I recently saw a smart contract where the user used keccak256(address), is there any reason to do this, instead of just storing the address in the mapping?
It can be part of an effort to obfuscate data. For example, in games or scenarios in which players shouldn't know. For example, suppose one wishes to name a beneficiary without actually revealing the details.
Storing hashes in a contract can be part of challenge/response process. There are many ways and reasons, some of them good. :-)
Hope it helps.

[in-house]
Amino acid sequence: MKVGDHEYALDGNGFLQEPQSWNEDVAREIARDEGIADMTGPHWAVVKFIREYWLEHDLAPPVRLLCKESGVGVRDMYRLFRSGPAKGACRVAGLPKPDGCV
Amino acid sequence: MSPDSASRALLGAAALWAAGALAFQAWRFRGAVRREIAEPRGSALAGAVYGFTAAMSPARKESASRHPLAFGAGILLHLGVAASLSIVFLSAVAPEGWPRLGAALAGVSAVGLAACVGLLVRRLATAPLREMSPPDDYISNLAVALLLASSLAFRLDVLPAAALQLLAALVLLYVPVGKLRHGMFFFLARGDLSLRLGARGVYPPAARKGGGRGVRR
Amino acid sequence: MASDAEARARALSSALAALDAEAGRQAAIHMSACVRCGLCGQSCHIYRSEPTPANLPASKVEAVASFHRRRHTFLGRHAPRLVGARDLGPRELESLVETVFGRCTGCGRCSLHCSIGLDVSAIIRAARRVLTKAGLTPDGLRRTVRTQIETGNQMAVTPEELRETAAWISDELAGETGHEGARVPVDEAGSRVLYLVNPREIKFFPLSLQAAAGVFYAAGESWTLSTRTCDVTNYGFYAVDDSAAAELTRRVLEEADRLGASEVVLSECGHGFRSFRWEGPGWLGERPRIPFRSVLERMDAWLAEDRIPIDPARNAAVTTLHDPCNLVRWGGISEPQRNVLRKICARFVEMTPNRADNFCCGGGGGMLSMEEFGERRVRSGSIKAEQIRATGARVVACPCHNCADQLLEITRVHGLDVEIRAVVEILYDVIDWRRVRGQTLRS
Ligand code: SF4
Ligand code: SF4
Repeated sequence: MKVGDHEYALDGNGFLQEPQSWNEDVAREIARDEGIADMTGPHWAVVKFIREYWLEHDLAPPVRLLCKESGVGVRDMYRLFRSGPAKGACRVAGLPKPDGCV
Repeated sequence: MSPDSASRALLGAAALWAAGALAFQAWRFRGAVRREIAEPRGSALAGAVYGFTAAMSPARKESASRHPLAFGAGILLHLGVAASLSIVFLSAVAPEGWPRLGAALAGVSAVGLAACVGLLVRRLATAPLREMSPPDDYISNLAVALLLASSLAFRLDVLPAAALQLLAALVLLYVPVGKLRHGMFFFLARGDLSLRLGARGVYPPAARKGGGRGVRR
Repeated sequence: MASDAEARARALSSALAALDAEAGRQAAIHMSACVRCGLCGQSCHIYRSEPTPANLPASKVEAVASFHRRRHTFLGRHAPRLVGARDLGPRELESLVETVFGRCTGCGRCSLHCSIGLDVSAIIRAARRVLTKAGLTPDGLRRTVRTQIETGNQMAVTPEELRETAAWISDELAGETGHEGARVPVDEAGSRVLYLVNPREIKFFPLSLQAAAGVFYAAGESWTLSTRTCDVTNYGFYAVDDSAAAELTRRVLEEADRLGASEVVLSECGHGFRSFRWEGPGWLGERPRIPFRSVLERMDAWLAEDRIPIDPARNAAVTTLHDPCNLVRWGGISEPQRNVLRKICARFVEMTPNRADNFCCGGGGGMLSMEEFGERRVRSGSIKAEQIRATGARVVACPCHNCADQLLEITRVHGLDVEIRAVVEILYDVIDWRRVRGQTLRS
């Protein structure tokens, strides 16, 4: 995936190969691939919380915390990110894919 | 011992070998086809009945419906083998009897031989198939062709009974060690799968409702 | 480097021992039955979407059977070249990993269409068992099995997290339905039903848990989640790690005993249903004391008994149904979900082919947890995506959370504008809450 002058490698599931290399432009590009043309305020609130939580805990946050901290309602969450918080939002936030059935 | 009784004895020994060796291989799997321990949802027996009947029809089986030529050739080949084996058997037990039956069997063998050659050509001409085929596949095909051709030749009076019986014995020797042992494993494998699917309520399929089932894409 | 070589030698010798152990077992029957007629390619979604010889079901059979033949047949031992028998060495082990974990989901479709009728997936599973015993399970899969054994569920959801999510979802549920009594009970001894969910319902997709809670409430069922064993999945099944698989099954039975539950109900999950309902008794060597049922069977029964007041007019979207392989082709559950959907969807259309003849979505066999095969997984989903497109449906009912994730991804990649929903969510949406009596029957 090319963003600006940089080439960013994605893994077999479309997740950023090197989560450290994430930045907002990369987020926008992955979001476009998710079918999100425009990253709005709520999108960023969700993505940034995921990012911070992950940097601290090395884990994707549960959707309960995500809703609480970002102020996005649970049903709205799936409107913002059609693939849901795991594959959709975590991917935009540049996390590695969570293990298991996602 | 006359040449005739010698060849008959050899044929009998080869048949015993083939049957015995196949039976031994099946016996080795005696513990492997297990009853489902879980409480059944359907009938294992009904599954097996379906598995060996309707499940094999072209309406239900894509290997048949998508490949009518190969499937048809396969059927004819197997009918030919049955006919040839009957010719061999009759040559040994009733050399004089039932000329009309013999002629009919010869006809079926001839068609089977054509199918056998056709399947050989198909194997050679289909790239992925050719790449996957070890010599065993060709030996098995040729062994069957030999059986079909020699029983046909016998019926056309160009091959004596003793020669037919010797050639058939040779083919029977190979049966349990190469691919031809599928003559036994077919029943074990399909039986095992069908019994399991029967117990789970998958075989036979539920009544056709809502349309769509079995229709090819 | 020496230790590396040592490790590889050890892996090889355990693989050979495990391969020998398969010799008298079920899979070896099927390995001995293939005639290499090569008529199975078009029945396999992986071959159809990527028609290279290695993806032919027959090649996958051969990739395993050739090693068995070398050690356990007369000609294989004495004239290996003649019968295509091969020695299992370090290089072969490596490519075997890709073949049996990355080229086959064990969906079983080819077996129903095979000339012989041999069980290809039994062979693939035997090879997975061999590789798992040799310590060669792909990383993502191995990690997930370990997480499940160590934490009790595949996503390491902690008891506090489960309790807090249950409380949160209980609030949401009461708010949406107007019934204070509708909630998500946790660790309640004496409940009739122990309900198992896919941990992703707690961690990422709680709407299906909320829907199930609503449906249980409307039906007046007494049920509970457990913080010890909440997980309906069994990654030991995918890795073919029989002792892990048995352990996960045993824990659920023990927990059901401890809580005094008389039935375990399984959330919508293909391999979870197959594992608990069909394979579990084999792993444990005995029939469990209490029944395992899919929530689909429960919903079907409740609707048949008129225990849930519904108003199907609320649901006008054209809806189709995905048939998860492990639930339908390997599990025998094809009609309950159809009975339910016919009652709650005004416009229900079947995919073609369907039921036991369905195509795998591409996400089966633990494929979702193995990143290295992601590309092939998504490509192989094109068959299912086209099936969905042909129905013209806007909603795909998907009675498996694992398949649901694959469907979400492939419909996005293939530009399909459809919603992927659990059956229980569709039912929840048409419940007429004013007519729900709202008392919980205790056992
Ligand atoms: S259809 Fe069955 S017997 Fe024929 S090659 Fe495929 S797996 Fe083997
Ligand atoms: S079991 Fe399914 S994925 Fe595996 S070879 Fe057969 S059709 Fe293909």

This would likely be pointless since the address is already the last 160 bits of a keccak256 hash. Were they using the keccak256(address) as the key in the mapping? If so, this would be doubly pointless since a mapping hashes the key anyway. It's hard to say exactly if it's pointless without seeing the contract.